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Researchers Use Microwave Plasma Technology to Reduce Greenhouse Gas Emission

A multi-disciplinary collaborative relationship developed between Penn State EMS Energy Institute researchers and a Pittsburgh-based start-up company may maintain the answer to reducing international greenhouse gas emissions while also paving the way to disrupt the chemical and material industries.

Since 2015, Randy Vander Wal, professor of energy and mineral engineering and materials science and engineering, and affiliate at the EMS Energy Institute, has been par partnering with H Quest Vanguard on a rising number of projects that use the company’s plasma technology to allow potential new, non-emissive uses of coal and natural gas.

The partnership has resulted in five research initiatives that aim to reinvent coal and natural gas in the 21st century as clean, value-effective sources of fuels and high-efficiency materials.

While the Earth’s climate has modified throughout history, the current scientific consensus is that the current global warming trend is probably going the result of human exercise, namely emissions of greenhouse gases resulting from the combustion of fossil fuels.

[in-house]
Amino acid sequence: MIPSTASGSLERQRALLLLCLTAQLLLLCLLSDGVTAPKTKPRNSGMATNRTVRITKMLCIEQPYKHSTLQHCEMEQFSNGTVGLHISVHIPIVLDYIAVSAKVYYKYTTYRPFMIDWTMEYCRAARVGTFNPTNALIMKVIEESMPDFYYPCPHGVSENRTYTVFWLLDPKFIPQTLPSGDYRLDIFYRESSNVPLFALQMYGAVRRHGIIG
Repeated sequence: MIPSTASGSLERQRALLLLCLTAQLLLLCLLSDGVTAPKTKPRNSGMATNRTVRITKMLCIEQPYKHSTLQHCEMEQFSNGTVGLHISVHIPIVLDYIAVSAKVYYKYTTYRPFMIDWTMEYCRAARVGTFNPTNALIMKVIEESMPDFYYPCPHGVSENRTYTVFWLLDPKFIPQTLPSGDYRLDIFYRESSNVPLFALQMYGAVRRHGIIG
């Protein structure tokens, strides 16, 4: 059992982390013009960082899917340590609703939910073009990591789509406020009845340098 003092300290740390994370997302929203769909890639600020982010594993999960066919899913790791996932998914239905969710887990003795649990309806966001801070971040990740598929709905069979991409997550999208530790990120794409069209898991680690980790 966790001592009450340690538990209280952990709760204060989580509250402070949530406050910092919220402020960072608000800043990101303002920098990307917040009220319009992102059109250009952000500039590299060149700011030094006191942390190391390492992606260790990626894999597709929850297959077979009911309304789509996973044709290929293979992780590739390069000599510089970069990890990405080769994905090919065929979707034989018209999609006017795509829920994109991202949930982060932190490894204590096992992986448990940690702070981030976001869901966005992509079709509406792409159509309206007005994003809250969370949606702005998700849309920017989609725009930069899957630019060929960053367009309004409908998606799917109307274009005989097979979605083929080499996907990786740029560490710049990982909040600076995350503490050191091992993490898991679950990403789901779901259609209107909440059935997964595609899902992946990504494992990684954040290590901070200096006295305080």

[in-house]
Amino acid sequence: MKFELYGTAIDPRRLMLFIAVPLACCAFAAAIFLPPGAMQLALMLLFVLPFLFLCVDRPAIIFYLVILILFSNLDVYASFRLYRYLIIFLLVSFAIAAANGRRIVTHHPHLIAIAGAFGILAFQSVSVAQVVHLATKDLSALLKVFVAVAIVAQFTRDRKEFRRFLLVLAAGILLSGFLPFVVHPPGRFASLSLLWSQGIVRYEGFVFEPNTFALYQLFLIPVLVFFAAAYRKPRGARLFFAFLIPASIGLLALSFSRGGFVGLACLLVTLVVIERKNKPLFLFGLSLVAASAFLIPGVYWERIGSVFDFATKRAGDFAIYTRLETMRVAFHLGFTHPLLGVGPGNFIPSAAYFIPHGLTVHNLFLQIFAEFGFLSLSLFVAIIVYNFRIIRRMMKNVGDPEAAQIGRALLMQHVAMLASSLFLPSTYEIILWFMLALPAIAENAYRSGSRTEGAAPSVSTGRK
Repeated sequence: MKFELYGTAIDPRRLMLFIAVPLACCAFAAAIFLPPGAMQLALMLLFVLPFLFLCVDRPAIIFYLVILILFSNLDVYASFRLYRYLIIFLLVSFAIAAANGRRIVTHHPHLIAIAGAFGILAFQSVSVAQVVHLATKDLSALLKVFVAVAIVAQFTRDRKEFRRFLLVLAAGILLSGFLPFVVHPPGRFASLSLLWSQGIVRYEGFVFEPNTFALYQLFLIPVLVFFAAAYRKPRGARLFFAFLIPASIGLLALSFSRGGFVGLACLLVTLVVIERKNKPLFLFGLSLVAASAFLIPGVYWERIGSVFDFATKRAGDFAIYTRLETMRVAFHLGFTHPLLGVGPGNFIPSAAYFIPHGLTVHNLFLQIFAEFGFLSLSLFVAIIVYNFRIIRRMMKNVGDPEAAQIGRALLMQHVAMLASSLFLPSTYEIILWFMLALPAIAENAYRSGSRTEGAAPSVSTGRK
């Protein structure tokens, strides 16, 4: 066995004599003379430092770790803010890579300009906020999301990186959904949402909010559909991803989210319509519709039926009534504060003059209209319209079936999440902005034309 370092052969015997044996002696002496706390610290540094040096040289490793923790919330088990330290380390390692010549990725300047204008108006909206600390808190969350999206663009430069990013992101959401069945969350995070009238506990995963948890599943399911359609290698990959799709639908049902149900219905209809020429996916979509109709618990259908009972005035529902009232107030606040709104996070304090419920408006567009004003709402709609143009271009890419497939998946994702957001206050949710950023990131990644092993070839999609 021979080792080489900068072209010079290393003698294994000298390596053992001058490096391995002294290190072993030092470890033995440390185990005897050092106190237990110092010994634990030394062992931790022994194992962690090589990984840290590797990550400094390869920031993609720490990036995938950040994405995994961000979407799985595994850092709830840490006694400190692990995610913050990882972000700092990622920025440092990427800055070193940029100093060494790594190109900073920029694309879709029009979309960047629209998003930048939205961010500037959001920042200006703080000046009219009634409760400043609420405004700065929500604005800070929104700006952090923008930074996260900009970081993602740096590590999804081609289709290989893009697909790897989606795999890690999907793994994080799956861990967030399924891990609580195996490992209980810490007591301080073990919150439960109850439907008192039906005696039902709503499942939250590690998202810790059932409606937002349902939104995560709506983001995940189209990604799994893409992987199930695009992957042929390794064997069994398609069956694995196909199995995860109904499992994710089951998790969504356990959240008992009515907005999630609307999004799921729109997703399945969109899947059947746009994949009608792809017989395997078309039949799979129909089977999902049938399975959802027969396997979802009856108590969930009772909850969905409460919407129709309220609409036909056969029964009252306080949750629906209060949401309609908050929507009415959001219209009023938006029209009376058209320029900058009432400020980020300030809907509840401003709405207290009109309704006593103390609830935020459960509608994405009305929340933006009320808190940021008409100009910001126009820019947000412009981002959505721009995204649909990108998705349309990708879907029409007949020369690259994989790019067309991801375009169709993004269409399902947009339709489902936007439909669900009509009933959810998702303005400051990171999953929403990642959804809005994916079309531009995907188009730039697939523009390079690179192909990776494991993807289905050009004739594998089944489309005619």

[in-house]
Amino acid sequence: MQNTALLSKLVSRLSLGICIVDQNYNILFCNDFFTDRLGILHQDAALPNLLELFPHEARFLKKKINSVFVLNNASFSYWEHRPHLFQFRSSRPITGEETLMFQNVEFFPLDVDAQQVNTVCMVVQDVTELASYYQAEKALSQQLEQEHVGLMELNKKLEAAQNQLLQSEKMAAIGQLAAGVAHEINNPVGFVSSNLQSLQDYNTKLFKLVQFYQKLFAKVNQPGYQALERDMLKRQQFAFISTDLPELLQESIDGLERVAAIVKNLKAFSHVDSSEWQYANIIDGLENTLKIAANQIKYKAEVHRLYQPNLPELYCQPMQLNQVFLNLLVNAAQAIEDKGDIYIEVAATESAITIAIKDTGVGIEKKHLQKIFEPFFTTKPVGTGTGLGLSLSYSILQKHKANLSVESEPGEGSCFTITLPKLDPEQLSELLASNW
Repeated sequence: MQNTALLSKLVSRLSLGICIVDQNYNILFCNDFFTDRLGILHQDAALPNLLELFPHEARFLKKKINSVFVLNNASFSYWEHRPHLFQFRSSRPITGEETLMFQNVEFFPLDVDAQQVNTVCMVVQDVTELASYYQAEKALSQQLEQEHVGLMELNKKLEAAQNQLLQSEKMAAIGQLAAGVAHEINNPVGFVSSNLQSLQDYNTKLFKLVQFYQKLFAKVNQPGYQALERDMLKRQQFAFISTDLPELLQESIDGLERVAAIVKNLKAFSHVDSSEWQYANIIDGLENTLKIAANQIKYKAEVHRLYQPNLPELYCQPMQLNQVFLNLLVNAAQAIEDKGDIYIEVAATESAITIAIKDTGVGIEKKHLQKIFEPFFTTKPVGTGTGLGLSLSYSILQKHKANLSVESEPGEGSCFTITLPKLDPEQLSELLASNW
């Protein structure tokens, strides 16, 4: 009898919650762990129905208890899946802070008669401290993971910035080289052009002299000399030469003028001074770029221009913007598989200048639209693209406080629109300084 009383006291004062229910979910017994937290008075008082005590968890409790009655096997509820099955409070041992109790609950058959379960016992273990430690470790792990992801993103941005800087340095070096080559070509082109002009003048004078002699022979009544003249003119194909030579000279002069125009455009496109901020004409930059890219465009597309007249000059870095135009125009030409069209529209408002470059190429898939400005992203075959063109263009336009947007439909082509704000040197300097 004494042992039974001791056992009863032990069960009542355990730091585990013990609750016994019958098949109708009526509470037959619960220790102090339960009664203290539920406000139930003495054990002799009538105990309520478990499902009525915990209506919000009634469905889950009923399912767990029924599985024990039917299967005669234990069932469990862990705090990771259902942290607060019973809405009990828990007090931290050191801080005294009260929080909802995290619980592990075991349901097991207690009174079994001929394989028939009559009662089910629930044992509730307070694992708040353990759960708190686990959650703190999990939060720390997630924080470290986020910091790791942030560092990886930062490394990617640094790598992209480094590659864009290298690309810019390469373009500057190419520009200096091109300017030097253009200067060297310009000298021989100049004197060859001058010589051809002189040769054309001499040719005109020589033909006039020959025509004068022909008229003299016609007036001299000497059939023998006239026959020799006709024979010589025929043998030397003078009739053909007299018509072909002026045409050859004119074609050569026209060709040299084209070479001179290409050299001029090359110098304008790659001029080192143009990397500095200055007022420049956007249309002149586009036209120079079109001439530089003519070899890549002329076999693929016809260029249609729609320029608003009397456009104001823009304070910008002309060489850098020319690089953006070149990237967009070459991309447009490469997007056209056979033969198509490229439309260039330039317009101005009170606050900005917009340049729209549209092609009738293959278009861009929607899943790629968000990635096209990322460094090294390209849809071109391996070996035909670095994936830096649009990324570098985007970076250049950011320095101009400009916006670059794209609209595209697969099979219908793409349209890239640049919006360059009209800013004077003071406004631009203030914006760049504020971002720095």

The most widely utilized industrial process for hydrogen production—steam-methane reforming—heats methane from natural fuel using steam to produce carbon monoxide and hydrogen. Sadly, this course has a big greenhouse gas emission footprint and consumes massive amounts of water.

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Linda Vasquez

Linda is leading the chemicals categories. The different thing about her is that she remembers the details of every chemical. She is a bookworm and loves to read a lot be it academic books or just light stories. She knows many scientific facts. She has been working for 5 years and not once, I have seen her without a book.

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